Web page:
SF: Who is your favorite subject of all time?
EN: Stylish mystery girls who I shoot one time and then never see again. I have lots of photos like this. There’s an intrigue and timelessness about these images that gets ruined if you learn the girl’s name or what she does for a living or where she lives or other details.
SF: Who is more exciting to photograph – an A-list celeb in a decent outfit, or a nobody in a killer one?
EN: It’s all about the stylish nobodies for me. I don’t find most celebrities very interesting or stylish. I like it when they roll through at fashion week though – they draw most of the other photographers away and I can then often grab a quick photo or two of a great girl that no one spotted!
SF: Who or what are your biggest artistic influences?
EN: Evelyn Nesbit, Helmut Newton, Henri Cartier-Bresson, Debbie Harry, Terry Richardson, Andy Warhol, Weegee, Diane Arbus, Gloria Guida, Jane Birkin, the archive at Gallagher’s Paper Collectibles, the old Times Square, gritty movies shot in New York in the 70′s and 80′s…
SF: Do you see street style trends subsequently reflected on the runway?
EN: Absolutely. It’s a two-way street – the street influences the runway and the runway influences the street. It’s always been this way. Before the rise of the street style blogs, trend forecasting companies were sending photographers around to photograph street style trends. Shooting street style for a trend forecasting company was how I got my start professionally. Prior to that, you had Bill Cunningham shooting street style for The New York Times and fashion houses like Dior employed their own photographers to shoot street looks. I’m sure that before cameras were easily portable, fashion designers were sitting outdoors at cafes making notes and sketches of passersby.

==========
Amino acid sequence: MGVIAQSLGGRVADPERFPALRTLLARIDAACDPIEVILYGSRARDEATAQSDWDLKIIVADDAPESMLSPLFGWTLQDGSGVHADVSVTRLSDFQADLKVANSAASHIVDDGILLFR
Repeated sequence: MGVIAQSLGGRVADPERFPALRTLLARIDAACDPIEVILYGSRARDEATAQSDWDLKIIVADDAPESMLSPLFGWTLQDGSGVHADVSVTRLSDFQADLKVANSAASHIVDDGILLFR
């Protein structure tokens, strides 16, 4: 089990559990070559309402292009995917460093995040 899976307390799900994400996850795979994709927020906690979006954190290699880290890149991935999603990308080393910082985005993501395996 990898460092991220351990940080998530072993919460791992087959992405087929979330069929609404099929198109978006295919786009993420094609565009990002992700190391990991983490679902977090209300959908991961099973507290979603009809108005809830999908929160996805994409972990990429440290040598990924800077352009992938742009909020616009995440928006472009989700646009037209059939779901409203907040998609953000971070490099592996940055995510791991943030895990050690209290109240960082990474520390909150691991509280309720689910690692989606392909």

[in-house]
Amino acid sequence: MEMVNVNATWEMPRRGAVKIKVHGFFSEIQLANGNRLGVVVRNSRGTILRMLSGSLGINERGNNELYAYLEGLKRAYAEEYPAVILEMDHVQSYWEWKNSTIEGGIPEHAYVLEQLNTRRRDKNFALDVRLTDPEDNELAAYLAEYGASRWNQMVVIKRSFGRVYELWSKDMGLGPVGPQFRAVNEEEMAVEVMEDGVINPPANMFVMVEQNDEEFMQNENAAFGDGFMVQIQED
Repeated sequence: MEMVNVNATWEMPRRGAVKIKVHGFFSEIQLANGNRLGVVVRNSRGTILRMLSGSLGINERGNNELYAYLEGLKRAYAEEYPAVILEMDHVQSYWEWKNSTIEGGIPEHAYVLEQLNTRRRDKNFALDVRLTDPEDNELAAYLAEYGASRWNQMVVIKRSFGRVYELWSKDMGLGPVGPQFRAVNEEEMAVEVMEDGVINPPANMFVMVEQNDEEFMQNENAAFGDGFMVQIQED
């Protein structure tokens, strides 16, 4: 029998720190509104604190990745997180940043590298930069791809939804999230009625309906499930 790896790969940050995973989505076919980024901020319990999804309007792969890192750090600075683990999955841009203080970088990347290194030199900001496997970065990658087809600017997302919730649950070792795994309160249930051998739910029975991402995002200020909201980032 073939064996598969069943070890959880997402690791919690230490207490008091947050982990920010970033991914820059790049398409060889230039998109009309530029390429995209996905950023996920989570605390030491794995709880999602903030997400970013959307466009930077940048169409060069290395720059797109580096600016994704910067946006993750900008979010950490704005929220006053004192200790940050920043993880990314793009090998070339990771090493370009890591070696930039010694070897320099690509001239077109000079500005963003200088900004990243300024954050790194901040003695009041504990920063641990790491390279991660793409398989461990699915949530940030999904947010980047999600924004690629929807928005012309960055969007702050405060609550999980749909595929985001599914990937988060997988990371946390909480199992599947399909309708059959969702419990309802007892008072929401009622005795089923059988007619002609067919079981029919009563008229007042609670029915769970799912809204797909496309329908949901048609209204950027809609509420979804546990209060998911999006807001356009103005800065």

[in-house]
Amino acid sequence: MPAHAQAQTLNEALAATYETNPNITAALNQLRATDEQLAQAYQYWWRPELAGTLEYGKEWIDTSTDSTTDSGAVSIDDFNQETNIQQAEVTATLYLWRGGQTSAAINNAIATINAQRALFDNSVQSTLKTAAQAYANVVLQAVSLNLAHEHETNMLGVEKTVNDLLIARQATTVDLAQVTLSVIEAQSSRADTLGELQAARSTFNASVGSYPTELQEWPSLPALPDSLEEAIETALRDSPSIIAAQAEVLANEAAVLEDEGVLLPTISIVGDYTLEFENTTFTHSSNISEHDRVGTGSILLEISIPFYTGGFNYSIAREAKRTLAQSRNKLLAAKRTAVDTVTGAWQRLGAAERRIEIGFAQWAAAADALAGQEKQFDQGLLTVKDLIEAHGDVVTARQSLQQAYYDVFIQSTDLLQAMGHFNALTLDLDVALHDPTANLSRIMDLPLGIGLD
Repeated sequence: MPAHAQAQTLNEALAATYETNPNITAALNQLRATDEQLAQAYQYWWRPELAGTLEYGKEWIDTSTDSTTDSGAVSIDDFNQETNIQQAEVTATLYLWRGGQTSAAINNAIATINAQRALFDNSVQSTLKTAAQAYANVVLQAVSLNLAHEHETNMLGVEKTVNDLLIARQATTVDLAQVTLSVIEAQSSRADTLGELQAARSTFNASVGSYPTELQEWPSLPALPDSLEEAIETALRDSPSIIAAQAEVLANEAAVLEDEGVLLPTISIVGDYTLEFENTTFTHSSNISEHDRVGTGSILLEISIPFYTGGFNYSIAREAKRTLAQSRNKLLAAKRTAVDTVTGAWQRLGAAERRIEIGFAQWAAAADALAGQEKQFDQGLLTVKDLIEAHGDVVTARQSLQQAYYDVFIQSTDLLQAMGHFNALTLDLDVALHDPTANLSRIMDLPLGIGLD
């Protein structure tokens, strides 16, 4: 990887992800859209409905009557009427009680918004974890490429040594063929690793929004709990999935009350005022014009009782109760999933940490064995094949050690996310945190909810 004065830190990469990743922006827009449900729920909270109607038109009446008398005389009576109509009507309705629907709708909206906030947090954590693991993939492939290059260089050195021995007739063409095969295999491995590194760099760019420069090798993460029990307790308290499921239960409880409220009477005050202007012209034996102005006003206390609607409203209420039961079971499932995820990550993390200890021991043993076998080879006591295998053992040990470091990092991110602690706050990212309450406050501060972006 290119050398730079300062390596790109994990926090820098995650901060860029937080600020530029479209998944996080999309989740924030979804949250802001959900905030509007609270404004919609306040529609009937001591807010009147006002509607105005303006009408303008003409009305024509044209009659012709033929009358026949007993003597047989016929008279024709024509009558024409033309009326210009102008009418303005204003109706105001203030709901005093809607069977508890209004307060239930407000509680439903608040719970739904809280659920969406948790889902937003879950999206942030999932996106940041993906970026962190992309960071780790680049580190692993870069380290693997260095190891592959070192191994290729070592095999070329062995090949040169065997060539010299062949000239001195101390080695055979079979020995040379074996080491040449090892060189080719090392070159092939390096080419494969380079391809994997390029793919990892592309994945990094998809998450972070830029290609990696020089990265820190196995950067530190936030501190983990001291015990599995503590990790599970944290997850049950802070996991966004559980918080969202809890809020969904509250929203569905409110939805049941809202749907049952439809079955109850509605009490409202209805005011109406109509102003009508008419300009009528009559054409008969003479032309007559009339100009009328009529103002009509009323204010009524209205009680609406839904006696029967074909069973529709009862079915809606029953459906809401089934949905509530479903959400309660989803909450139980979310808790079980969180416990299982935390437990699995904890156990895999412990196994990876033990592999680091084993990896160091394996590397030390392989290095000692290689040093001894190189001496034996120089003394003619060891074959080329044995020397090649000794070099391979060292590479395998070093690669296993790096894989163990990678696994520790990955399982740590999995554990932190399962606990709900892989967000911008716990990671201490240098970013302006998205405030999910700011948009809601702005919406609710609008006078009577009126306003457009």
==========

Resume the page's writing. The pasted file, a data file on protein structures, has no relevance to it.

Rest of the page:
SF: Photographers have become such an essential part of fashion week. Do you think it’s a positive or a negative that people are now dressing for the cameras?
EN: The only sense in which it’s a negative thing is that street style is my work…and you want your work to have value…and street style has the most value when you’re photographing someone’s actual daily style…rather than a costume donned for a special occasion. As a documentarian, you’re always looking to visit the village unannounced…rather than having a marching band meet you at the airport. The various fashion weeks these days require an adjustment in thinking – which is, “I have the rest of the year to be a documentarian, but now it’s time to have fun at fashion week!” There are great girls with great outfits, shows, parties, store openings – there’s always something interesting to shoot at fashion week. But yeah, it’s closer these days to a roadblocked week-long awards show…rather than a low-key industry event where you can find undiscovered street style gems.
SF: How can you tell if a woman has true style or is just showing off for the photographers?
EN: You can just tell – it’s usually pretty obvious. The ones with really great personal style are obvious to me and other street style photographers who have been doing this for a while. The ones who are way over-the-top and trying too hard are obvious too. Then there’s a middle group – most of whom have great personal style – who are dressed perhaps in a somewhat more outre fashion than they might be on a normal Tuesday. This is great. I view this middle group as wanting to dress like this all the time but only feeling like they have free reign to do so during the fashion weeks. Some of the members of this middle group are surely dressing for the photographers – but also for themselves and for their friends, co-workers, and…everyone! Fashion Week is their time to shine. I think it’s sweet.
See Mr. Newton’s exclusive photos for GILT–and shop the sale inspired by them now!